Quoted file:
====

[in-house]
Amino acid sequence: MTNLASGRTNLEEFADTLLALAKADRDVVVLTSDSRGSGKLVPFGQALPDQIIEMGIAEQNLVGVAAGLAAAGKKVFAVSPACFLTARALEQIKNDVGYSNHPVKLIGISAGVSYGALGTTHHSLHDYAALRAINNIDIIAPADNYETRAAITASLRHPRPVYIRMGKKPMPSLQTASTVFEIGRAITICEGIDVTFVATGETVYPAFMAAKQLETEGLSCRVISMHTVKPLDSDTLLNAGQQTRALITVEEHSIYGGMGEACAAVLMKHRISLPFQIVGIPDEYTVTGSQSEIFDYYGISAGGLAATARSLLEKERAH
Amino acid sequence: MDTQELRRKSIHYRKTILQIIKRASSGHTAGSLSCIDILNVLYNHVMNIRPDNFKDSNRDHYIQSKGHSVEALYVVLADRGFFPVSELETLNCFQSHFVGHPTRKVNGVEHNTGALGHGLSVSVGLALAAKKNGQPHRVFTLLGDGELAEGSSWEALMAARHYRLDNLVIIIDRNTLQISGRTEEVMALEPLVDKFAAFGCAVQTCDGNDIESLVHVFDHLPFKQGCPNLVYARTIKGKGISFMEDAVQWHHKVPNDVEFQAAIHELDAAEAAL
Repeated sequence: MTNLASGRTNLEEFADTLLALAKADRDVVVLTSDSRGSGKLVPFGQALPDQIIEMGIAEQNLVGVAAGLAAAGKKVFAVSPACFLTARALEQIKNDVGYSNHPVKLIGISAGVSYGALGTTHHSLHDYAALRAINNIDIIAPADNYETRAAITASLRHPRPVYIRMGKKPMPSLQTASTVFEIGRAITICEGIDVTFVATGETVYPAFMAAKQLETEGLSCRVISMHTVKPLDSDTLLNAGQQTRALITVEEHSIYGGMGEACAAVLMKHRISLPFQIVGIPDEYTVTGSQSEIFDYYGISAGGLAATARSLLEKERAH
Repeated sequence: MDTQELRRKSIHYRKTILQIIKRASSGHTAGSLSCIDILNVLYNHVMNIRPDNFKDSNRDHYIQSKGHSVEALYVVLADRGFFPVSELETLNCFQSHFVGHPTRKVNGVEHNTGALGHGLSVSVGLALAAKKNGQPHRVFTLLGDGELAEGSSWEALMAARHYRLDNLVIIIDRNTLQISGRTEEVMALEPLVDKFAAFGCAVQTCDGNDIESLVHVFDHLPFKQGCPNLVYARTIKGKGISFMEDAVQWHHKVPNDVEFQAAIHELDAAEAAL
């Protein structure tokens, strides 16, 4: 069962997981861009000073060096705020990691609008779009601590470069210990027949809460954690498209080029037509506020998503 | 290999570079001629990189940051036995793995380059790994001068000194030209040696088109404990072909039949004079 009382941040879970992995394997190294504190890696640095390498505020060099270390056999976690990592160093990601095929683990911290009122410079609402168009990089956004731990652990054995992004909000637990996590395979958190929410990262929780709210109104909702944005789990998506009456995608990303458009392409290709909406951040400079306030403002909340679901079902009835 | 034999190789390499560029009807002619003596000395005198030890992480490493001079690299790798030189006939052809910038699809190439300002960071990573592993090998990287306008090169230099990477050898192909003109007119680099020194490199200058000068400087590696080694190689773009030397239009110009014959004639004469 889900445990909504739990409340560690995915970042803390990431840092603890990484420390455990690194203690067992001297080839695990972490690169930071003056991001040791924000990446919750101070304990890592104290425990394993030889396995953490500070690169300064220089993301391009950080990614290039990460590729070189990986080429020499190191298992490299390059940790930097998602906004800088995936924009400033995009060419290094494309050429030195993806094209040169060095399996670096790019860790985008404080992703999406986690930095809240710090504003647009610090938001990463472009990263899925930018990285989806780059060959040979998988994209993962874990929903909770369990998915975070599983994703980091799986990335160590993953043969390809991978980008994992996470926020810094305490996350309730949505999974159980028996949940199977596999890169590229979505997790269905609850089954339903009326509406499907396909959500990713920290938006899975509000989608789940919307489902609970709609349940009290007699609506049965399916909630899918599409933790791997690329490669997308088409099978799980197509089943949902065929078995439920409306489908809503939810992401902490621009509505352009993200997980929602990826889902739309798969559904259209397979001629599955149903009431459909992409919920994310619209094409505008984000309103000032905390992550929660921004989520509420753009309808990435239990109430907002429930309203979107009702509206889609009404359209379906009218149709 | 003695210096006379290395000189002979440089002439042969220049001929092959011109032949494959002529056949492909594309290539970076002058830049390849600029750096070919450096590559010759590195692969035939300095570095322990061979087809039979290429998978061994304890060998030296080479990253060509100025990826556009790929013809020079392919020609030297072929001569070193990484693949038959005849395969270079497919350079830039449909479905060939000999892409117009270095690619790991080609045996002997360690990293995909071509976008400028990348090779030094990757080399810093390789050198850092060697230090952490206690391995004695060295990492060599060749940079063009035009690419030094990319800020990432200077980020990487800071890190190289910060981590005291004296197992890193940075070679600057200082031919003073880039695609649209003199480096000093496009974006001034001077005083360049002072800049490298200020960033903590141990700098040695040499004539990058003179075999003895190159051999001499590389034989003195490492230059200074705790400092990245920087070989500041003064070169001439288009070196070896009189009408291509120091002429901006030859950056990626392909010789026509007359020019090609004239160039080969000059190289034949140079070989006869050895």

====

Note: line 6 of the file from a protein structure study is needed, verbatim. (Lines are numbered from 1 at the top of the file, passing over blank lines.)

């Protein structure tokens, strides 16, 4: 069962997981861009000073060096705020990691609008779009601590470069210990027949809460954690498209080029037509506020998503 | 290999570079001629990189940051036995793995380059790994001068000194030209040696088109404990072909039949004079 009382941040879970992995394997190294504190890696640095390498505020060099270390056999976690990592160093990601095929683990911290009122410079609402168009990089956004731990652990054995992004909000637990996590395979958190929410990262929780709210109104909702944005789990998506009456995608990303458009392409290709909406951040400079306030403002909340679901079902009835 | 034999190789390499560029009807002619003596000395005198030890992480490493001079690299790798030189006939052809910038699809190439300002960071990573592993090998990287306008090169230099990477050898192909003109007119680099020194490199200058000068400087590696080694190689773009030397239009110009014959004639004469 889900445990909504739990409340560690995915970042803390990431840092603890990484420390455990690194203690067992001297080839695990972490690169930071003056991001040791924000990446919750101070304990890592104290425990394993030889396995953490500070690169300064220089993301391009950080990614290039990460590729070189990986080429020499190191298992490299390059940790930097998602906004800088995936924009400033995009060419290094494309050429030195993806094209040169060095399996670096790019860790985008404080992703999406986690930095809240710090504003647009610090938001990463472009990263899925930018990285989806780059060959040979998988994209993962874990929903909770369990998915975070599983994703980091799986990335160590993953043969390809991978980008994992996470926020810094305490996350309730949505999974159980028996949940199977596999890169590229979505997790269905609850089954339903009326509406499907396909959500990713920290938006899975509000989608789940919307489902609970709609349940009290007699609506049965399916909630899918599409933790791997690329490669997308088409099978799980197509089943949902065929078995439920409306489908809503939810992401902490621009509505352009993200997980929602990826889902739309798969559904259209397979001629599955149903009431459909992409919920994310619209094409505008984000309103000032905390992550929660921004989520509420753009309808990435239990109430907002429930309203979107009702509206889609009404359209379906009218149709 | 003695210096006379290395000189002979440089002439042969220049001929092959011109032949494959002529056949492909594309290539970076002058830049390849600029750096070919450096590559010759590195692969035939300095570095322990061979087809039979290429998978061994304890060998030296080479990253060509100025990826556009790929013809020079392919020609030297072929001569070193990484693949038959005849395969270079497919350079830039449909479905060939000999892409117009270095690619790991080609045996002997360690990293995909071509976008400028990348090779030094990757080399810093390789050198850092060697230090952490206690391995004695060295990492060599060749940079063009035009690419030094990319800020990432200077980020990487800071890190190289910060981590005291004296197992890193940075070679600057200082031919003073880039695609649209003199480096000093496009974006001034001077005083360049002072800049490298200020960033903590141990700098040695040499004539990058003179075999003895190159051999001499590389034989003195490492230059200074705790400092990245920087070989500041003064070169001439288009070196070896009189009408291509120091002429901006030859950056990626392909010789026509007359020019090609004239160039080969000059190289034949140079070989006869050895």